EPIC Review

I won't lie when I say there was no real reason for me to see epic. I don't have children and I'm not necessarily an animation junkie, but I don't mind trying out the latest computer animated films as more times than not they have a certain high degree of quality to them despite their markets current over-saturation. Besides epic, which has the distinction and the advantage of opening the summer movie season for the kiddos, we have the annual Disney Pixar offering which this year is a prequel to one of my favorites of theirs, Monsters Inc. as well as the sequel to 2009's surprise animated hit from Illumination Entertainment Despicable Me which could end up wiping the floor with Dreamworks Turbo that opens a few weeks after Gru and his minions no doubt dominate the fourth of July weekend. And while epic will seemingly only be on the same quality level as that forgotten before it gets here Ryan Reynolds vehicle it still has some good qualities going for it. With epic, Blue Sky studios (the Ice Age films, Rio) has delivered a completely creative and imaginative world of characters that suffer only from the lack of originality that is delivered through its story. This may be due to the fact that five different writers collaborated on the screenplay or simply because when you break it down to its simplest form it is as classic a tale of good vs. evil as there ever could be. I don't mind this because it has a few other layers that make the story a little more engaging if not being a little too subtle for the target audience. Still, despite the fact that epic is sometimes unintentionally funny when at its most serious and often can feel like a direct to video feature, it looks like a big studio film and has enough creative juices flowing in its character and production designs that we can forgive it's laziness in terms of story, for the most part.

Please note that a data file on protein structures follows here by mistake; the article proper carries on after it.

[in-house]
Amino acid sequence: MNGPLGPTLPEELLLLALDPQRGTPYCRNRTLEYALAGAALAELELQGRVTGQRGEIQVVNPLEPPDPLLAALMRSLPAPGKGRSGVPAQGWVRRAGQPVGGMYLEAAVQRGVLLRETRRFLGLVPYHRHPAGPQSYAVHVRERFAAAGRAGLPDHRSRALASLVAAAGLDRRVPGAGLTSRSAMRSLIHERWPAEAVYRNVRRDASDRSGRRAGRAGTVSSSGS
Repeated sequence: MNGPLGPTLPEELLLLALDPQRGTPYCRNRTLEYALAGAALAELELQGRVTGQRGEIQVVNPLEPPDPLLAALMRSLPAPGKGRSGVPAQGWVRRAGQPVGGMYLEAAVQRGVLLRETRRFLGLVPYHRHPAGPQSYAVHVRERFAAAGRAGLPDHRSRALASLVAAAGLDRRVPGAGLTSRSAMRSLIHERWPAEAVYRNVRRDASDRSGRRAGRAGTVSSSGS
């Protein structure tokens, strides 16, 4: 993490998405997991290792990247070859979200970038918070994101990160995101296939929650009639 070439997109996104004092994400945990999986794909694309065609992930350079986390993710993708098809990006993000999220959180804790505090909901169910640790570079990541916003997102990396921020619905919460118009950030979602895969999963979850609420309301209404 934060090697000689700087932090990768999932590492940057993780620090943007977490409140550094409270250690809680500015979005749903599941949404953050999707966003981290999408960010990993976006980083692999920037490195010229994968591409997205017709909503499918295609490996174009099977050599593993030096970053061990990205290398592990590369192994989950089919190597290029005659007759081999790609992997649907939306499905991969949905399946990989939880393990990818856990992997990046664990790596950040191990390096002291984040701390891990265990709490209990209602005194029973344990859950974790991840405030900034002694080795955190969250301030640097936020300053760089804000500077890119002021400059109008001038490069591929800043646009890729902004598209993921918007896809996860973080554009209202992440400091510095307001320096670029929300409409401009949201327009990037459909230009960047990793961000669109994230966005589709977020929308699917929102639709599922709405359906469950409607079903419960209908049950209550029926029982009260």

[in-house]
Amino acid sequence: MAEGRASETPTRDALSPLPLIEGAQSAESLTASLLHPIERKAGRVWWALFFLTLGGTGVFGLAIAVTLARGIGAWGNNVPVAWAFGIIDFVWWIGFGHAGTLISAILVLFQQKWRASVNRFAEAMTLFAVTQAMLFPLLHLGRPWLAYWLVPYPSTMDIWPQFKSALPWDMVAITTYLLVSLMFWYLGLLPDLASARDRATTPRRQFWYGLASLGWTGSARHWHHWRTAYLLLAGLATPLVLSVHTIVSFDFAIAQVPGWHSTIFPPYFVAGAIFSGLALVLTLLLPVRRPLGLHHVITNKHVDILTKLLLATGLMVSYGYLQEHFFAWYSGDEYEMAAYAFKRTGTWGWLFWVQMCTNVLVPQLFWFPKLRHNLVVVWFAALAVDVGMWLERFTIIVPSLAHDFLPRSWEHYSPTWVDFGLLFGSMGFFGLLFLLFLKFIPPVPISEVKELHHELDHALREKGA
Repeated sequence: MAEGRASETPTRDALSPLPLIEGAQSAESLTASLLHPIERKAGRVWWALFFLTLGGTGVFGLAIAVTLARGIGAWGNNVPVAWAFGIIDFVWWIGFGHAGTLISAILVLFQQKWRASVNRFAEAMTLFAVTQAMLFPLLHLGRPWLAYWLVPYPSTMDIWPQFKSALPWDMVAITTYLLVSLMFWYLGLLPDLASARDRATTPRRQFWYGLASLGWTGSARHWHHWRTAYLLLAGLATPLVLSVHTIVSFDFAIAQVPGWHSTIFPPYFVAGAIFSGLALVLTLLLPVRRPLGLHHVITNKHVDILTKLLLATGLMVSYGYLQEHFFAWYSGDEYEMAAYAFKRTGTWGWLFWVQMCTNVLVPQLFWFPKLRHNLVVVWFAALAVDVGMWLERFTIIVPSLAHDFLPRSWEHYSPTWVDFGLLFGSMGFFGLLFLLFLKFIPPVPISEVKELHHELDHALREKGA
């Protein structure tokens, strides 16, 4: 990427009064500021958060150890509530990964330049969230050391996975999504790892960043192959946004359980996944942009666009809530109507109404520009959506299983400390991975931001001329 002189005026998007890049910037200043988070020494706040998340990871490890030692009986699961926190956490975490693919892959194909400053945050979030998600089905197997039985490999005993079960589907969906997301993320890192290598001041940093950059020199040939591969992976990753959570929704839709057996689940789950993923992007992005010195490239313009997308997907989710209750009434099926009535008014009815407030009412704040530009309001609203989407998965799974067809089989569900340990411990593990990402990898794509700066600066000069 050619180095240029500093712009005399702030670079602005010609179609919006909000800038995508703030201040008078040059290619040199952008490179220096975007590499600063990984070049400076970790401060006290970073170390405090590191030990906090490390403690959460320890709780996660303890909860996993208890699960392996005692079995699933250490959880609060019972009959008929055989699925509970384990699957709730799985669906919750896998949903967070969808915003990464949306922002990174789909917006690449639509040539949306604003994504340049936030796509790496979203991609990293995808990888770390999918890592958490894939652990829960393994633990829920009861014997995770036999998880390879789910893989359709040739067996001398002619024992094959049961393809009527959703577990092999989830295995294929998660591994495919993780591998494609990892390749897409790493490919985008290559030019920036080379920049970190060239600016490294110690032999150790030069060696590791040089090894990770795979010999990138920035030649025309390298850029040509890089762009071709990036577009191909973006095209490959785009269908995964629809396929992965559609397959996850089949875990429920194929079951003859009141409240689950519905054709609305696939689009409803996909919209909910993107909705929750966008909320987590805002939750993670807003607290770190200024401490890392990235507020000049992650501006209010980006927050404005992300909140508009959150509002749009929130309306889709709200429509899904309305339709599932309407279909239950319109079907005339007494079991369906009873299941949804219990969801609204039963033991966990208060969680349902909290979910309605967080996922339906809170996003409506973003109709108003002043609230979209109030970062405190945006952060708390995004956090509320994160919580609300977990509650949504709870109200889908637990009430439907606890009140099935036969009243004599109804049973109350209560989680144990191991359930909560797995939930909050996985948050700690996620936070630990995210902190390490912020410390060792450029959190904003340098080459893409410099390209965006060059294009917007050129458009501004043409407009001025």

The Fast & Furious universe is damn near getting as big as the Marvel one. With the sixth installment of a franchise that seemed to have completely run out of gas by the time the brand new cast of the third installment showed up, this thing has certainly turned itself around and now shows no sign of slowing down. I wasn't initially a fan of the original film that premiered in the summer of 2001 when Paul Walker was supposed to be the main draw and only half the households in America had access to the Internet. It was a different time, yet out of this opportunity to capitalize on the interest in street racing and cars as well as Walker's popularity came the star making role of Vin Diesel and one of the most unlikely film franchises ever. After Diesel decided not to return for round two, Tyrese and Ludacris joined Walker in a Miami Vice-like story in 2 Fast 2 Furious. Tokyo Drift was a series low in terms of box office returns, but it did introduce us to Han (Sung Kang) and gave a hint of what might come as Diesel showed up in a cameo that I never once believed would play out, until now. The franchise was unexpectedly re-vitalized in 2009 when the original cast returned as did Tokyo Drift director Justin Lin. While Fast & Furious wasn't anything above the average it did show the series still had a profitability factor. This paved the way for 2011's Fast Five which defied all expectations by being not only a huge box office success, but a critical success as well. It moved past taking itself so seriously and became aware of what kind of movie it was and constructed that kind of movie in the best way possible: a no holds barred, action flick. They are silly, sure, but you cannot say they aren't exciting or entertaining. Bringing characters together from every installment and having Diesel face off against Dwayne "The Rock" Johnson didn't hurt either and has now perfectly set the stage for the sixth and seventh films. And if Furious 6 is any indication, we're in for a good, long ride with this franchise.